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Are Big Cities Still A Primary Engine For Scientific Innovation?


It used to be that if you wanted to be an inventor or a scientist, it helped to be around other inventors and scientists, which could mean working at one of a handful of elite universities in a big metro area. New research questions whether big cities are still a primary engine for innovation. NPR's social science correspondent Shankar Vedantam sat down with our colleague David Greene to explain what they found.



GREENE: So do big cities still matter?

VEDANTAM: I don't think they matter as much as they once did, David. And this is interesting because, you know, the idea that a concentration of people who do similar thing can produce benefits, this has been a big idea for a long time. Economists sometimes call this agglomeration. Movie studios set up shop in Hollywood. Publishing houses set up shop in New York. Think tanks come to Washington, D.C. I was speaking with Jay Bhattacharya at Stanford University, and he explained to me why agglomeration works.

JAY BHATTACHARYA: Groups of people who are thinking about similar things, when they get together they're much more productive than if they were not together. Probably the prototypical example of this is the Manhattan Project, you know, which brought all the physicists together in the desert to work on one problem. They could hear about new ideas more quickly. They could fight with one another over, like, what the right way to go is.

GREENE: Sounds like it makes sense, but you're suggesting that that's not as important as it used to be.

VEDANTAM: It appears that when it comes to invention and to scientific innovation, it's not as important as it used to be. Bhattacharya and his colleague Mikko Packalen analyzed millions of patents issued between 1836 and 2010, David. And what they wanted to see is how often a patent cited other recent breakthroughs. In other words, how often does a patent build on new ideas?

GREENE: Which would happen if people, you know, who are applying for patents had gotten advice from other people in the same city.

VEDANTAM: Exactly. And what they found is that for a very long time living in a big city allowed you access to the latest ideas. You were more likely to be on the cutting edge if you happened to be in close proximity to others who were on the cutting edge. But that seems to have changed now.

BHATTACHARYA: The scientists that are trying out the newest ideas no longer tend to concentrate in big cities. The advantage of living in a big city that used to pertain basically since the 1880s all the way through the 1980s, that advantage has collapsed in the 2000s. Scientists and inventors working in small cities are trying out new ideas at the same rate as scientists working in larger cities.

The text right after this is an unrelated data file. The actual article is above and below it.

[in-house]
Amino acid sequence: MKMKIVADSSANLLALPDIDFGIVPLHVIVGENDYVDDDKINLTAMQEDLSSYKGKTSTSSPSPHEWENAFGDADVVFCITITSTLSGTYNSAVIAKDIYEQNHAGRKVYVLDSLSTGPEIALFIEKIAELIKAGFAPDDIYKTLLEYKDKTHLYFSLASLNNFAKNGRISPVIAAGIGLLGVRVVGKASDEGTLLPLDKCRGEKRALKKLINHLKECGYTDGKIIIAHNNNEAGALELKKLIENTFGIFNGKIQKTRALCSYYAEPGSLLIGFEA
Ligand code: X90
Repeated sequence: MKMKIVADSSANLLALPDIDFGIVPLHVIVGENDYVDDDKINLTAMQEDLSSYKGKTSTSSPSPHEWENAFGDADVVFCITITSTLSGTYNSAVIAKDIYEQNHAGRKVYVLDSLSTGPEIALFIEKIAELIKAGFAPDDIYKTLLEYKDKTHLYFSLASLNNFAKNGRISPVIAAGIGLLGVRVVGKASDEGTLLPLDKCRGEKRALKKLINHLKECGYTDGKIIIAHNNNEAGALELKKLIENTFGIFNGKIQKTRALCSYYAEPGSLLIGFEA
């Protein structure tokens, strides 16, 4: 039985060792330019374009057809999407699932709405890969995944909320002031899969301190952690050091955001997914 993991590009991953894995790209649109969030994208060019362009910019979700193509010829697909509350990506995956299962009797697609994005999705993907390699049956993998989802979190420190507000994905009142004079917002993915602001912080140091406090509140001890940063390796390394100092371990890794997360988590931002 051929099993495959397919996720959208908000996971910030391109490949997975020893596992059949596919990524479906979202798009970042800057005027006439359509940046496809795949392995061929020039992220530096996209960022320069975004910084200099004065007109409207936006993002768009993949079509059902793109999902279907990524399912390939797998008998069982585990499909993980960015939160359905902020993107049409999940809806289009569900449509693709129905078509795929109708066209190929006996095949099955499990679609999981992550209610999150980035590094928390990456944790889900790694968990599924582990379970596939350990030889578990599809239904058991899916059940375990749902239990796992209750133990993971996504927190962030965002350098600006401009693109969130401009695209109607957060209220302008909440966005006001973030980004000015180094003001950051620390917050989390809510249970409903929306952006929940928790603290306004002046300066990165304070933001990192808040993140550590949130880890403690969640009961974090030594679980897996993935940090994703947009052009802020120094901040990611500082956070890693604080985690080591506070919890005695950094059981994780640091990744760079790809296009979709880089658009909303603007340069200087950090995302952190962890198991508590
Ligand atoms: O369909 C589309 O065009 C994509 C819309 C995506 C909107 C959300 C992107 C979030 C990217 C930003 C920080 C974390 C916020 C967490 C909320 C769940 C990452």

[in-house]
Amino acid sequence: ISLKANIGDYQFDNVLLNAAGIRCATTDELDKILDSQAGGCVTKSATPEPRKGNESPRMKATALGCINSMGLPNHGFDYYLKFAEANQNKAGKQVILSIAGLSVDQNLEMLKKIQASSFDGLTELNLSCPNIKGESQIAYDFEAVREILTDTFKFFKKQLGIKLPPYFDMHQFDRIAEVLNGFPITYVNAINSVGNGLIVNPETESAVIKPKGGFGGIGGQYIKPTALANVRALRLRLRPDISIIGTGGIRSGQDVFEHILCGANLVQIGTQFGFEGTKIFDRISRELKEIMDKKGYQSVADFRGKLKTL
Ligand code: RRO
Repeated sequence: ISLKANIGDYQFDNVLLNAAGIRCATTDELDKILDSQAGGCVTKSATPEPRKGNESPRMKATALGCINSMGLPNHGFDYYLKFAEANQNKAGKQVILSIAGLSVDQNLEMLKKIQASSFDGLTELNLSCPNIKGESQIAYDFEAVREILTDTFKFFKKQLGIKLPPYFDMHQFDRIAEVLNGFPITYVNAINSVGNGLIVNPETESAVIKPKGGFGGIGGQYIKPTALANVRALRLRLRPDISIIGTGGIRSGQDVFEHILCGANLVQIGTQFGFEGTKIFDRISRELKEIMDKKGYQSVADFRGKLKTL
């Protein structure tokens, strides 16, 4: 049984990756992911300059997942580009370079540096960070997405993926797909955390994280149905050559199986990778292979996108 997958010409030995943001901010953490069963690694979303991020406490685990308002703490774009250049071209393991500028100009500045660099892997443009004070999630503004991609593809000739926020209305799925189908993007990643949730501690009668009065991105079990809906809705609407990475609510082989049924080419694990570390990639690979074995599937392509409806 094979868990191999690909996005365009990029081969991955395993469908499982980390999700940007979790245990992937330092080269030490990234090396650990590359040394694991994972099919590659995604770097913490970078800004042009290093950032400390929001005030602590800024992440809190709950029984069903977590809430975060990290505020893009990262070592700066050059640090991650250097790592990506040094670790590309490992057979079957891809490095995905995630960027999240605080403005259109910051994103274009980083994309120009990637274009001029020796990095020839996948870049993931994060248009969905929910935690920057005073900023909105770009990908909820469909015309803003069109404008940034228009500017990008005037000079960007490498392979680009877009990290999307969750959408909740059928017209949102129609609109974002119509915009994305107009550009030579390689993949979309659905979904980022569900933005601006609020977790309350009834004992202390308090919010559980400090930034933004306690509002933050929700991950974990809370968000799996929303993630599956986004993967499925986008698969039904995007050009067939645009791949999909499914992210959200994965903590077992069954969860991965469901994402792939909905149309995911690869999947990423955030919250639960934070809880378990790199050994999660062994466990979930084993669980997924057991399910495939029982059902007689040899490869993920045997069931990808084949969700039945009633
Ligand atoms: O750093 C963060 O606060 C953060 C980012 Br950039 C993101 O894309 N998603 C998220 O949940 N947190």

GREENE: Is this because scientists can just communicate with one another on the Internet and via new technology and don't have to be in the same place?

VEDANTAM: I think clearly that's a big part of it, David. Bhattacharya, for example, lives in California. His co-author lives in Canada. It used to be that that kind of collaboration was really challenging. There are still advantages, of course, to being down the hall from someone. But there are all kinds of ways now that we have to be connected.

GREENE: Yeah, there have to still be advantages. I mean, Hollywood is still Hollywood. Silicon Valley is still Silicon Valley. I mean, there have to be some good reasons to being there.

VEDANTAM: Yeah, I think there are. Bhattacharya is not saying there are no advantages to agglomeration. If you want to get cast in a movie, it really helps to be living in Los Angeles. If you're a writer, it helps to be in New York. What this study is looking at is one very specific thing and that's invention - scientific innovations. And it's speaking, what I think, is a very encouraging argument. You don't have to be living in Boston or New York or Los Angeles to be on the cutting edge. You could be a scientist working in a small city - and not just a small city in the United States - and you can have a big effect on the direction of your field.

GREENE: Which might open the scientific world up to new ideas if there are more places where things can be invented.

VEDANTAM: Absolutely right, David.

GREENE: All right, thanks, Shankar.

VEDANTAM: Thank you, David.

GREENE: That's Shankar Vedantam. He regularly joins us to talk about social science research. He is also the host of the new podcast "Hidden Brain." Transcript provided by NPR, Copyright NPR.

Shankar Vedantam is the host and creator of Hidden Brain. The Hidden Brain podcast receives more than three million downloads per week. The Hidden Brain radio show is distributed by NPR and featured on nearly 400 public radio stations around the United States.
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